Talk about a caste system among tech startups. Words like disruption, unicorns, stealth mode, MVP, exit strategy are bandied around nonchalantly when it comes to funded ventures. This is all fine and dandy, but let’s pause to consider the deleterious effects they have on others in the tech industry, that are not as “glamourous”. The data shows that more than 90% of startups eventually fail, including big brands that become household names for a year or two, but slowly fade from collective memory. But the damage they cause to the industry is real. Let me clarify that I am not throwing shade at all startups here – I personally know and admire several absolutely brilliant, driven, and skillful people leading such ventures. This is a generalization based on averages. Why, let’s even assume that all of them, even the ones that fail within the first year, start with honorable intentions and a noble vision. If led by a passionate and confident founder, raising funds is relatively easy. And this is where the trouble starts.
In case you haven’t observed, startups are always in a hurry. They want to move to POC in a month, to MVP in two months, alpha, beta, gamma, the works. In their defense, they do have investors breathing heavily down their necks. So, with all the vision and money but none of the implementation wherewithal, what do they do? They plug the gaps as best as they can. So, they go all out to hire, and hire quickly. More often than not, the skills and processes for hiring that are built over years in more traditional companies are sorely lacking in a quickly cobbled together team. The end result is that they spoil the market, making offers to candidates far beyond what is commensurate with their skills, or what they would have been offered otherwise. In a word, irrational.
Now consider the startup that decided to bootstrap. It cannot be considered “not-a-startup” just because they are not constantly pitching to VCs and trying to get funding, or talking the parlance of Series A, pivot, angel, and the related universe. Indeed, there is an argument for considering them more credible, since they are constantly displaying the ability to provide real value to customers while sustaining themselves from the day of inception. But what a problem these tech services startups face! With services, the only way to grow is to scale – and only linearly – at least until they decide to fund themselves to make a product, but that typically takes time. And to scale, they require solid, reliable talent.
It doesn’t matter whether this startup specializes in skillsets that are rare and in demand, or if it has a culture of technological excellence and great cross functional training. When they hire, they have to compete with the packages given by the funded startups. If a mediocre engineer is at a ludicrously high salary, it is unlikely they the bootstrapping startup can match it – no matter that they did not even like the candidate to begin with. This is true even for bootstrapped startups that pay premium salaries by service company standards. Hiring becomes extremely challenging. Finding even one right person willing to grow organically while acquiring solid skills takes much longer than it used to, say, 10 years back. Why choose such a path, indeed, when a meteoric one is there for the taking?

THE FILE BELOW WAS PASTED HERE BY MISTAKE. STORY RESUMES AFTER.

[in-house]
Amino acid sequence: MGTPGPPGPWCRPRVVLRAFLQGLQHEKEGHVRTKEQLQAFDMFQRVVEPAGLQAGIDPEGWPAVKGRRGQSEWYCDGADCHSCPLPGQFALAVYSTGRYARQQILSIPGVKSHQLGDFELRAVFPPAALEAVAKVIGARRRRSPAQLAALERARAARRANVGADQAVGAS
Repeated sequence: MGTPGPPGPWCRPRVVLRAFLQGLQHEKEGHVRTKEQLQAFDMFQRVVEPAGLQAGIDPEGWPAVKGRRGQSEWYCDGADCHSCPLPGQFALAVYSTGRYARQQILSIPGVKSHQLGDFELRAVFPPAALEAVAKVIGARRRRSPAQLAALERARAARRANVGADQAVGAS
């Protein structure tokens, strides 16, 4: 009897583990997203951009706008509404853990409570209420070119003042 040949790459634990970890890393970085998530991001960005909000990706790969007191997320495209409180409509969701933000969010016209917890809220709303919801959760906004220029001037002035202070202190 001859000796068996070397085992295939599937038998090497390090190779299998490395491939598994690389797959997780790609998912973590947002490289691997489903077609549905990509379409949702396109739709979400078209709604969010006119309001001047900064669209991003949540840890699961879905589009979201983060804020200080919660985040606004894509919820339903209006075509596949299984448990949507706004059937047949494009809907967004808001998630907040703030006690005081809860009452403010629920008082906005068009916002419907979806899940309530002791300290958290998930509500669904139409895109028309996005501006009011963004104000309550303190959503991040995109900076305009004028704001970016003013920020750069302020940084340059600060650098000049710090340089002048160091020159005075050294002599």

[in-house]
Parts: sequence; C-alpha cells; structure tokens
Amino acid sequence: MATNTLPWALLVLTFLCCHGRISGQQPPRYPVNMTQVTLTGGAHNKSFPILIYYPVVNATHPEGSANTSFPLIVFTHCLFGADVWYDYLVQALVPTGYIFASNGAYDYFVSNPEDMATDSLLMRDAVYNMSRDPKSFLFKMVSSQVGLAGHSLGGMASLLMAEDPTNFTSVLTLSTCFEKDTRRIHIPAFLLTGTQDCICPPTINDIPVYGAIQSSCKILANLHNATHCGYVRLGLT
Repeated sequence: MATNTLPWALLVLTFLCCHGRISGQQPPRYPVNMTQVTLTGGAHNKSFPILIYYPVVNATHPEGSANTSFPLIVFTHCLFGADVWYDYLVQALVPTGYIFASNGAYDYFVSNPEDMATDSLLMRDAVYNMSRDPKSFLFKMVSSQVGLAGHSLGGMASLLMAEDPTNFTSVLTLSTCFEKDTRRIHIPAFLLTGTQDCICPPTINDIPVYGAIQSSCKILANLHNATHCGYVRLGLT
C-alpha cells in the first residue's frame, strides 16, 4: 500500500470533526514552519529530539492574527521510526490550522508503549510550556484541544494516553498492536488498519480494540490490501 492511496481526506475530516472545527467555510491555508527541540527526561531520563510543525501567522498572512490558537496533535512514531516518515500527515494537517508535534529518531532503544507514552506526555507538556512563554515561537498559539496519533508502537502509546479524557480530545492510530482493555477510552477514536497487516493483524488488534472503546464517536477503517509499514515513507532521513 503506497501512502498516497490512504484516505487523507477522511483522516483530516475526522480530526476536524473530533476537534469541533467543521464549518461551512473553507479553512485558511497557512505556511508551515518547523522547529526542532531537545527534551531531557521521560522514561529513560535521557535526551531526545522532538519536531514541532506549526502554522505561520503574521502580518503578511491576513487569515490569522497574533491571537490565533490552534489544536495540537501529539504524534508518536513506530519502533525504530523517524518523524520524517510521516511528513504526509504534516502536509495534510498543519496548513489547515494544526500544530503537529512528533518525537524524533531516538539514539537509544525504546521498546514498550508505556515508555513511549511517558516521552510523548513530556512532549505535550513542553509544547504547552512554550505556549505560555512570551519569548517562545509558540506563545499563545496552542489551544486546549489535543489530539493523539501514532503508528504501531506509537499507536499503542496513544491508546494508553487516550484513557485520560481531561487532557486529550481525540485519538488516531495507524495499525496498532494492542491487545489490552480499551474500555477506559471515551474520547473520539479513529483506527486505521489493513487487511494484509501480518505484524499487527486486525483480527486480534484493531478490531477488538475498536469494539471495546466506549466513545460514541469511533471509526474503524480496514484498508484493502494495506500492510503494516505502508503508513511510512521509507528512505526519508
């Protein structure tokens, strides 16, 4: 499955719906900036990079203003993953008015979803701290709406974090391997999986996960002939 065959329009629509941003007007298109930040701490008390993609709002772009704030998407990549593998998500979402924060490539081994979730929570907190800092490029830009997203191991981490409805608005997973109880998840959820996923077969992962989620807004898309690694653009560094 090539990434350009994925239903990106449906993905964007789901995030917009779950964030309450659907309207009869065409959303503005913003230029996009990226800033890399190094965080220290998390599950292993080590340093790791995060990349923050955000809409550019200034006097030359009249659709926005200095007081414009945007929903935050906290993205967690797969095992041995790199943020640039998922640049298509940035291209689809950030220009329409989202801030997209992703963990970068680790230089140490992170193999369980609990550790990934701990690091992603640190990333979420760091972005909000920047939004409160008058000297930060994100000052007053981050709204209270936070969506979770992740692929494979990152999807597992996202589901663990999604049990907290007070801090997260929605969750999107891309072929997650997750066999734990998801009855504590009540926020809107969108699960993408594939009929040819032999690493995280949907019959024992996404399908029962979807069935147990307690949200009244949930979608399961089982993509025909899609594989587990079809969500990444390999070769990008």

One can argue that this is the free market. However, the sky high salaries at Indian startups have come under the scanner. When a startup winds down its operations, or the employee is relieved from duties, they continue to believe that they are deserving of X+ salaries. This mass delusion skews the market in more ways than one.
Companies like Ola, Flipkart, and Snapdeal (remember?) have quite often tasted success by aping foreign companies. Even the successful ideas are not original. The market is a very complex place with so many variables that no one can claim to quite understand the various contributing forces at work, or how the interplay between them will manifest. But we have a strong intuition that the current irrational salaries are being artificially propped up, and it won’t be long before this flimsy structure comes crashing down. When that happens, people who have made their careers in the tech industry have to find themselves with real, employable skills if they want to land on their feet.